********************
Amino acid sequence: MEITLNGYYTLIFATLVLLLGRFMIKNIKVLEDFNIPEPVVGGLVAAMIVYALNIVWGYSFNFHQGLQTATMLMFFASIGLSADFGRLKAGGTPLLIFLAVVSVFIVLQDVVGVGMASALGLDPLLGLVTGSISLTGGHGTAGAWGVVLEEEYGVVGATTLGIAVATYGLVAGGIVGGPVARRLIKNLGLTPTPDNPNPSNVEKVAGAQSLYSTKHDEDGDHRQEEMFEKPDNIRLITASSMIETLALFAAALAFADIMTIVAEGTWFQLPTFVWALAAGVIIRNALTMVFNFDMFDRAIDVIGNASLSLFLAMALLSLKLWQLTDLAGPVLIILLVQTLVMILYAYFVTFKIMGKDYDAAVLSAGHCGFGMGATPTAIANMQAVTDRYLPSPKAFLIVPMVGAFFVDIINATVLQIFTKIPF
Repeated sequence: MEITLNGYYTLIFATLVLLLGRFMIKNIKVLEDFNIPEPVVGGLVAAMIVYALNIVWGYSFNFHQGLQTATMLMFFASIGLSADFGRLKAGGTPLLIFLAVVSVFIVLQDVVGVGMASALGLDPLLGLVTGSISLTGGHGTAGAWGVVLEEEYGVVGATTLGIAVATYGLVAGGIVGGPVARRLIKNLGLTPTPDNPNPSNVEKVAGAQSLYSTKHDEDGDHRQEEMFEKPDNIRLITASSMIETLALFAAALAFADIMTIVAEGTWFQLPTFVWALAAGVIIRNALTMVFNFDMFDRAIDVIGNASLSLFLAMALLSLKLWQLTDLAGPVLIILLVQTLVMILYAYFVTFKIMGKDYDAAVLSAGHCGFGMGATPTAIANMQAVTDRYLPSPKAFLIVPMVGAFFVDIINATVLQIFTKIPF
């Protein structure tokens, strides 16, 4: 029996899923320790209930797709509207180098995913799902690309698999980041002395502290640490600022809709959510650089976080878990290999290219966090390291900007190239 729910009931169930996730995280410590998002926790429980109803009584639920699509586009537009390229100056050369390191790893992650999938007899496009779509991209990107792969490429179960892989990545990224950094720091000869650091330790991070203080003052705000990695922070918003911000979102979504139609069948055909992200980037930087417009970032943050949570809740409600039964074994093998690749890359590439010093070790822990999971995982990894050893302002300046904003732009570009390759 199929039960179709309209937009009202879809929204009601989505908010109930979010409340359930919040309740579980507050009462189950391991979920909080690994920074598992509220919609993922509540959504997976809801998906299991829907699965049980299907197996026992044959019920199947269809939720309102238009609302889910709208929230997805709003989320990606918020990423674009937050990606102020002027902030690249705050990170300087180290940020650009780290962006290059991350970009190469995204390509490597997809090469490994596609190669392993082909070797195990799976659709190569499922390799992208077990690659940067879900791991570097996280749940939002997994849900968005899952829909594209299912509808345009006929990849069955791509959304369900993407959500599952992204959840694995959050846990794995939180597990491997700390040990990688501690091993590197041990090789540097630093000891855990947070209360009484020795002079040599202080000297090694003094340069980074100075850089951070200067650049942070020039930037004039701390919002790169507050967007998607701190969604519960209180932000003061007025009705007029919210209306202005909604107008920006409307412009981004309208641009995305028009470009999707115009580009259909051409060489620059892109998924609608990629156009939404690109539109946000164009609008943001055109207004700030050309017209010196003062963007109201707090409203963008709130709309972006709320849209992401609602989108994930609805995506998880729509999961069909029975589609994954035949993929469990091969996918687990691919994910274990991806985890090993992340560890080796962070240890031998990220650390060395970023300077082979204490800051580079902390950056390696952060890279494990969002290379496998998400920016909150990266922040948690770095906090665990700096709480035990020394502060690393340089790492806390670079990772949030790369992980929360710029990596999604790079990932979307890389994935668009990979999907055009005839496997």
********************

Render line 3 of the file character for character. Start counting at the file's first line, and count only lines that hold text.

């Protein structure tokens, strides 16, 4: 029996899923320790209930797709509207180098995913799902690309698999980041002395502290640490600022809709959510650089976080878990290999290219966090390291900007190239 729910009931169930996730995280410590998002926790429980109803009584639920699509586009537009390229100056050369390191790893992650999938007899496009779509991209990107792969490429179960892989990545990224950094720091000869650091330790991070203080003052705000990695922070918003911000979102979504139609069948055909992200980037930087417009970032943050949570809740409600039964074994093998690749890359590439010093070790822990999971995982990894050893302002300046904003732009570009390759 199929039960179709309209937009009202879809929204009601989505908010109930979010409340359930919040309740579980507050009462189950391991979920909080690994920074598992509220919609993922509540959504997976809801998906299991829907699965049980299907197996026992044959019920199947269809939720309102238009609302889910709208929230997805709003989320990606918020990423674009937050990606102020002027902030690249705050990170300087180290940020650009780290962006290059991350970009190469995204390509490597997809090469490994596609190669392993082909070797195990799976659709190569499922390799992208077990690659940067879900791991570097996280749940939002997994849900968005899952829909594209299912509808345009006929990849069955791509959304369900993407959500599952992204959840694995959050846990794995939180597990491997700390040990990688501690091993590197041990090789540097630093000891855990947070209360009484020795002079040599202080000297090694003094340069980074100075850089951070200067650049942070020039930037004039701390919002790169507050967007998607701190969604519960209180932000003061007025009705007029919210209306202005909604107008920006409307412009981004309208641009995305028009470009999707115009580009259909051409060489620059892109998924609608990629156009939404690109539109946000164009609008943001055109207004700030050309017209010196003062963007109201707090409203963008709130709309972006709320849209992401609602989108994930609805995506998880729509999961069909029975589609994954035949993929469990091969996918687990691919994910274990991806985890090993992340560890080796962070240890031998990220650390060395970023300077082979204490800051580079902390950056390696952060890279494990969002290379496998998400920016909150990266922040948690770095906090665990700096709480035990020394502060690393340089790492806390670079990772949030790369992980929360710029990596999604790079990932979307890389994935668009990979999907055009005839496997």